This article is here to provide further explanations on how you an identify whether your snake plant is overwatered or not. If you did overwater them, refer to the video above to see how you could fix it!
Signs of Overwatering in a Snake Plant
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Before deciding if overwatering is your issue, evaluate the plant in its current state to see if it applies. Overwatering is the most common Snake plant problem, but plants face many hardships throughout their lifetime.
There will be few signs that indicate your plant is overwatered. Let us know about the common symptoms so that we can identify the problem without confusion.
Soggy or Mushy leaves
Snake plants are succulents, so they are able to store water in their leaves for future use. But, if the snake leaves are getting more water than their roots can handle then the snake leaves become soggy or mushy. You may also see mold on the leaves or leaves that wrinkle.
Root rot appears as soft and brown roots afflicted with bacterial attack. It occurs best in moist circumstances.
There are some bacteria that are beneficial to plants, but some of them thrive in swampy and wet environments. These bacteria can harm your Snake plant. The growth of water fungus is common in these environments as well. They attach themselves to your plant and are not pleasant to encounter.
In addition to bacterial and fungal issues, your roots should not look brown. Roots only appear brown when they are covered by soil.
A healthy root system should be firm and strong when exposed to water. If the soil were to wash away, the root system would be white or tan in color.
Root rot occurs most commonly in Snake plants due to overwatering which produces soggy roots. When rot occurs, it smells like death from the decaying of the root system. As the rotting continues and destroy your plant, it will decompose and smell awful.
A plant with root rot may be difficult to examine since it occurs below the surface of the soil.
You should watch out for any discolorations in the leaves or any weakening of the foliage because root rot may be the result of overwatering.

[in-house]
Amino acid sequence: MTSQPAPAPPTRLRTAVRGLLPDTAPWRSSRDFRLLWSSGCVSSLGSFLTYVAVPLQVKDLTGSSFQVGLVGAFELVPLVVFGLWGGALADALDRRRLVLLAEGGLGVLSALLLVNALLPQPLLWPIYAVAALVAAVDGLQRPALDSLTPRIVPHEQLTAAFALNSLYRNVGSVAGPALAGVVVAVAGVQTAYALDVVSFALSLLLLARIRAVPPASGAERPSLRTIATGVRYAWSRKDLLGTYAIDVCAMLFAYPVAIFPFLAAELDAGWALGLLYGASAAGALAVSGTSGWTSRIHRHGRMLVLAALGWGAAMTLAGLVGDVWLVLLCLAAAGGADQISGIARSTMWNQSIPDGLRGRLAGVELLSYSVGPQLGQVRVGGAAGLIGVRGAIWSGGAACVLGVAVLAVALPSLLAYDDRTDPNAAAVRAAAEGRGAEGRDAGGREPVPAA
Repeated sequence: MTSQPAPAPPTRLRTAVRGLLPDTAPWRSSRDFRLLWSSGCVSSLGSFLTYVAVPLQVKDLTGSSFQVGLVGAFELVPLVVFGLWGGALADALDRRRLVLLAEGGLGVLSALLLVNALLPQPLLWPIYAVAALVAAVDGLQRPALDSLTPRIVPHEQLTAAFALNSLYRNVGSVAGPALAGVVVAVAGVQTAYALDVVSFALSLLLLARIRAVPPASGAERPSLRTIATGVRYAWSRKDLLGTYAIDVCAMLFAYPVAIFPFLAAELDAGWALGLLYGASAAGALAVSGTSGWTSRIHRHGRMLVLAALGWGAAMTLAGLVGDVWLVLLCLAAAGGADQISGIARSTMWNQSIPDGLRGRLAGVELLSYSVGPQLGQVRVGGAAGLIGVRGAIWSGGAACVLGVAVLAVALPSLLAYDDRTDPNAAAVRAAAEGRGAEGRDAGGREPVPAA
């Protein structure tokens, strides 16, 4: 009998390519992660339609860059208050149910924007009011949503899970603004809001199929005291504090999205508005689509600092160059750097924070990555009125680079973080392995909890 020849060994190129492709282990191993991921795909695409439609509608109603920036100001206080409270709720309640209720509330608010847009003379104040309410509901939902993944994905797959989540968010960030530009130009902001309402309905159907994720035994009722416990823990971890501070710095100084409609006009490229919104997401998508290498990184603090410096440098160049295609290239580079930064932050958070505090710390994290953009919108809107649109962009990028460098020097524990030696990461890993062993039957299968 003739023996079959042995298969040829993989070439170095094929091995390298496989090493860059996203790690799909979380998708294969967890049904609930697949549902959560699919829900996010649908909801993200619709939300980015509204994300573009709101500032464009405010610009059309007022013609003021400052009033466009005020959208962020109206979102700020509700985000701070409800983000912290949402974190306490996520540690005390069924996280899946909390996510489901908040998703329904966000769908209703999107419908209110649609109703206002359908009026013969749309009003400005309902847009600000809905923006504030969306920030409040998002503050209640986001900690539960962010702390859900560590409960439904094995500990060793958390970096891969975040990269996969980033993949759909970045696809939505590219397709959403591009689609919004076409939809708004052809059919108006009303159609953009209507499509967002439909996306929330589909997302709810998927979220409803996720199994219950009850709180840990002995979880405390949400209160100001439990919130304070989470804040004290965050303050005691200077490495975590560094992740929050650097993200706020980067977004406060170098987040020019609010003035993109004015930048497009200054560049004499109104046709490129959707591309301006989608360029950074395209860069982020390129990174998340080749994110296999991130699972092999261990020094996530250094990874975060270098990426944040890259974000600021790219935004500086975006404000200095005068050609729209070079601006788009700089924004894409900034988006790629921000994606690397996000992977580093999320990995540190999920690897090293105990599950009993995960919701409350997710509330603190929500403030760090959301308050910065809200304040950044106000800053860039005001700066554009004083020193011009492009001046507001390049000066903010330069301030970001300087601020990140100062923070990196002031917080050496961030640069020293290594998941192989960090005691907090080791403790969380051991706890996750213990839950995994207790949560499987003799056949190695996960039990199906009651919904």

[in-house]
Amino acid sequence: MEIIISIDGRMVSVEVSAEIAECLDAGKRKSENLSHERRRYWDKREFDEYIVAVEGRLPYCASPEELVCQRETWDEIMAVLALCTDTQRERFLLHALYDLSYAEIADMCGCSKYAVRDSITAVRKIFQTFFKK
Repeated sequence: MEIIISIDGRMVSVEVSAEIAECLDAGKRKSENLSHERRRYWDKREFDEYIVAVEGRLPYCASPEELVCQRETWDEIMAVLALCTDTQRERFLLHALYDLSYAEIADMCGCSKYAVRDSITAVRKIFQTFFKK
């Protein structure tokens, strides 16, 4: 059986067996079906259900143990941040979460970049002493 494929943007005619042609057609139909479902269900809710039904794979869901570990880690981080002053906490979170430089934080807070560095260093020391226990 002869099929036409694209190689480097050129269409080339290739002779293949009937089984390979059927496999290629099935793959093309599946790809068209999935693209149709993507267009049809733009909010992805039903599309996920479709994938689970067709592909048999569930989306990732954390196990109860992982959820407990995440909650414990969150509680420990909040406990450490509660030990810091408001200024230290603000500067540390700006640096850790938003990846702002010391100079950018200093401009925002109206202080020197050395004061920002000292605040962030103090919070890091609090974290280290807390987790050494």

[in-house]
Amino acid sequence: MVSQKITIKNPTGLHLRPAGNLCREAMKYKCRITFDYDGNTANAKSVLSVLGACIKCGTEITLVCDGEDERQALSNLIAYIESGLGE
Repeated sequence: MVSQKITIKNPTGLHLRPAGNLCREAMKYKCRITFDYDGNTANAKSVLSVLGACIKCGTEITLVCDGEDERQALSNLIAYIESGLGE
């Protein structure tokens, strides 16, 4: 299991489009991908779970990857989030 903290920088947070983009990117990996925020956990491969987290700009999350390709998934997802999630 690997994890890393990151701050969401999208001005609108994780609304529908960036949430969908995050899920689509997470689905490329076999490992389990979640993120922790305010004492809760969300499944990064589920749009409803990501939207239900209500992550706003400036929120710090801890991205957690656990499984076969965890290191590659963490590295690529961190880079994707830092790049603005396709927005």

Brown Spots and Wilting Leaves
Inconsistent watering is the biggest cause for brown and wilting leaves in a Snake plant.
Although other factors such as pests and diseases could be a cause, watering inconsistently should be your first assessment as a gardener or plant caretaker. Discolored leaves aren’t indicative of dryness!
It usually feels soggy to the touch, and holds over like a rag doll as it wilts. The leaves are soft and not crunchy like the ones on the ground during autumn.
Make sure you note this vital point so you don’t fail to identify why your Snake plants aren’t performing well.
Since Snake plants require little water, you may find yourself skipping watering days to let your plant air out and avoid overwatering it.
When you water it the next time, you may be giving it too much water because it feels dry and lacks water.
Put a stop to this! Brown leaves indicate a poor watering job in which you drown your plants in water.
For extra protection, make sure you do not overfeed your Snake plant.
Snake Plant Leaves Turning Yellow and Soft
Leaves that turn yellow look different than those that brown or wilt because of the way the foliage appears.
A plant whose leaves are turning yellow may not look the same, while one whose leaves are browning may look very droopy.
Yellowing of the leaves or yellow spots in the foliage is not caused by wilting. It occurs when there is too much or too little water being provided to a plant.
As the roots become infected with fungus and decay, the leaves can no longer get the proper nutrients or water from the soil. Yellowing of the leaves is a direct sign of root rotting.
Snake Plant Leaves Falling over
You may notice fallen leaves as a sign of overwatering. All the parts of a plant must work together to create perfect plant health.
When roots decay, the plant leaves lose moisture and nutrients that the roots should receive through the soil. This negatively affects the plant leaves.
Once the leaves start turning yellow, they lose their usual lovely green goddess beauty.
The leaves of snake plants fall over if they are not given proper nutrition or care. The snake plant is trying to preserve itself by falling over.
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